by Fiona Wright

I saw ‘Angels in America’ over two evenings at the Belvoir St Theatre last week. I have a long history with Belvoir – when I first moved out of the suburbs, one of the advantages of my new proximity to the city that I was determined to make best use of was my sudden accessibility to theatres, and I corralled two of my three housemates (the other one was a train driver) into taking out youth subscriptions, which in those days included a free drink with each show, namely a ‘Sierra Slammer’ pre-mix, made of ‘tequila flavour’, triple sec, sugar and water. As a teenager, I’d been certain I was destined for the stage long before I ever wrote my first poem.

My friends had all seen the mini-series that was made from the play in 2003. I had not and didn’t know what to expect. I want to write that Angels is transformative, I want to write that Angels is an experience, but it just sounds so trite, or it sounds like I don’t really mean it. I don’t write enough about theatre to really know how to do it.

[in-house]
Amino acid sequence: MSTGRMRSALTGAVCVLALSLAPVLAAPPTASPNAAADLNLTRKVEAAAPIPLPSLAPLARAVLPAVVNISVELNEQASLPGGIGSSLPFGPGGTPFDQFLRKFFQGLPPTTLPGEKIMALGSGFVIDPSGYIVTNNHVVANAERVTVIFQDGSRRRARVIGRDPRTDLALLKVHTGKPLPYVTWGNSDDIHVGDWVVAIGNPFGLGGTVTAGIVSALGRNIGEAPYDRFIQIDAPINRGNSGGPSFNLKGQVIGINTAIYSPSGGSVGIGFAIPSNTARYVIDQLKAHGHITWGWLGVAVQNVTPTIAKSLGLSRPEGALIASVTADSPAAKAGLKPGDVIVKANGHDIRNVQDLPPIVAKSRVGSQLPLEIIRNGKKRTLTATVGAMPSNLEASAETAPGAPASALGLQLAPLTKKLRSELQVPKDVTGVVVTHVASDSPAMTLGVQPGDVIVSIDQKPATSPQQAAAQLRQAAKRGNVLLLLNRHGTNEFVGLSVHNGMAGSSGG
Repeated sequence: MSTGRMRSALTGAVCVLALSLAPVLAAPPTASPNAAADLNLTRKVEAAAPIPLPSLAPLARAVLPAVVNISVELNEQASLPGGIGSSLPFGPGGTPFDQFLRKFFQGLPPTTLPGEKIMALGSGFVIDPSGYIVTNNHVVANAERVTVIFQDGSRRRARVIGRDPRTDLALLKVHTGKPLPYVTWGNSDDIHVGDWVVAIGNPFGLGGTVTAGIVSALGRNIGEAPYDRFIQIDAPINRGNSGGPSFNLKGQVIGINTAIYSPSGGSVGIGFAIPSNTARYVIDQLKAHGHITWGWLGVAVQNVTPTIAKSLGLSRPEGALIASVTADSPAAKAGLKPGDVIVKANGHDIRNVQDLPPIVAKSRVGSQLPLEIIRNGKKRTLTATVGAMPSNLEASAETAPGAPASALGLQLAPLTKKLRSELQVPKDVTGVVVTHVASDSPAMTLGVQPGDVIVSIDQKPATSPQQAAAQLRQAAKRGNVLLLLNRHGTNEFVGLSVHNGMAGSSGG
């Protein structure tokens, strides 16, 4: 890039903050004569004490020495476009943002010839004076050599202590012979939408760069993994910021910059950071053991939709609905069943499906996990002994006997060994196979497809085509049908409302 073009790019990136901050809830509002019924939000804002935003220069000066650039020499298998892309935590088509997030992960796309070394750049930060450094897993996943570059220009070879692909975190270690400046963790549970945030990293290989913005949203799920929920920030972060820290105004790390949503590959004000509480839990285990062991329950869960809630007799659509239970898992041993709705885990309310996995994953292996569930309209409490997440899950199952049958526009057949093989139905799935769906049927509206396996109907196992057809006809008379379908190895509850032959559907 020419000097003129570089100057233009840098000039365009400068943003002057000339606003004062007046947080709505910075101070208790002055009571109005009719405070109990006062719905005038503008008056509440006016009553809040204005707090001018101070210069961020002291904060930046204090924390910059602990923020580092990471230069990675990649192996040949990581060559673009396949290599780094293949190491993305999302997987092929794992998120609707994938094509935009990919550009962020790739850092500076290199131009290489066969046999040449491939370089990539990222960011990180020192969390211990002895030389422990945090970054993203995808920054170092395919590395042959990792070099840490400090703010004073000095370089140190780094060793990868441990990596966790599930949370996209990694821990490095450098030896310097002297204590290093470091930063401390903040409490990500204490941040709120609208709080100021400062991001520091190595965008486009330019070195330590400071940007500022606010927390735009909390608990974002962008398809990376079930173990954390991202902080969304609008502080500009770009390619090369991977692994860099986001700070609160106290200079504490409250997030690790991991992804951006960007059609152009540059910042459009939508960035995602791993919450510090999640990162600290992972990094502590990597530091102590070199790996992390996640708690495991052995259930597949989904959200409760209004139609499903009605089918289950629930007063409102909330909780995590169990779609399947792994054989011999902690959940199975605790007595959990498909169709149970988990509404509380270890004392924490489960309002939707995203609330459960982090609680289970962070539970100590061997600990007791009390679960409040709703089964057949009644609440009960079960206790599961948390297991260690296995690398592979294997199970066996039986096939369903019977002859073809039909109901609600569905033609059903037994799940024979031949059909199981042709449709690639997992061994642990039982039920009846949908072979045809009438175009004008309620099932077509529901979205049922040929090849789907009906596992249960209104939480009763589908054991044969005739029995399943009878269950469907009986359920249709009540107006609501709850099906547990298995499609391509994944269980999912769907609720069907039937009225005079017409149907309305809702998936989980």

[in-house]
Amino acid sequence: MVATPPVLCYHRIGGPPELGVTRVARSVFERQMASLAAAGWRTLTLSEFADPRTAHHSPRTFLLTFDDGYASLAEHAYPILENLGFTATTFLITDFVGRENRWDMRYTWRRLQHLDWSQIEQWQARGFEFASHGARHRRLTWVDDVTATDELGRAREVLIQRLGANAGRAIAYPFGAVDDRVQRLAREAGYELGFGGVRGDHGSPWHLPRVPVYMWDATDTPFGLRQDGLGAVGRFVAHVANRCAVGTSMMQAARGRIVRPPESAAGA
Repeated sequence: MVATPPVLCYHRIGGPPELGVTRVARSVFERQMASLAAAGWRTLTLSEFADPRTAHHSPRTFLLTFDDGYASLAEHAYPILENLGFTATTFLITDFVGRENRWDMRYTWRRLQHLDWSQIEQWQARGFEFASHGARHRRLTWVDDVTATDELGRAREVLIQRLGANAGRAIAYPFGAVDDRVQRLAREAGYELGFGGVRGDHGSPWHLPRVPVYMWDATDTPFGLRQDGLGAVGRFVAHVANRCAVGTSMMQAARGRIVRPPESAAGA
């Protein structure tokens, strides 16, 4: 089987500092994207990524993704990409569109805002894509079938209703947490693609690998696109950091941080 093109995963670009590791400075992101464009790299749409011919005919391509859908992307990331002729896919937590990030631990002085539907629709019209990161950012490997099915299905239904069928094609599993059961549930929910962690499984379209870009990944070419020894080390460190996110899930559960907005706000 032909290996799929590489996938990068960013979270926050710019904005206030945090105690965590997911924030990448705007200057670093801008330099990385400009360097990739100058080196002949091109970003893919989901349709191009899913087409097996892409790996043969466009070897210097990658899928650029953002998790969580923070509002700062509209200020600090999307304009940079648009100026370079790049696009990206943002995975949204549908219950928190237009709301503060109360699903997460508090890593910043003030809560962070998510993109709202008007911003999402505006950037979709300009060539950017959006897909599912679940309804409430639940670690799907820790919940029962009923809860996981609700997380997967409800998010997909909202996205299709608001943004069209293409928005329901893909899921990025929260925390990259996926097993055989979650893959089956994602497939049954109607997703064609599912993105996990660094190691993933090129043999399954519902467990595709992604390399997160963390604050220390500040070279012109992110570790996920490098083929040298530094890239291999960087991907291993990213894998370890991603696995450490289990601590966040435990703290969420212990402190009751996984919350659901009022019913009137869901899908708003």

But what happened on those two evenings is something that I’m still trying to understand. I was rivetted by the play, drawn so entirely into its world and the lives of its people that I lost all sense of time, of the physical environment I was actually sitting in. Theatre is immersive like this when it’s at its best, there’s something about the aliveness of the performance, the intimacy of seeing real people and real bodies move and speak that’s so different from the cinematic dream, that always feels more vital, more dangerous somehow. And Angels is an illness play and Angels is an identity play and this made it all the more difficult to maintain any kind of distance from what was unfolding before me.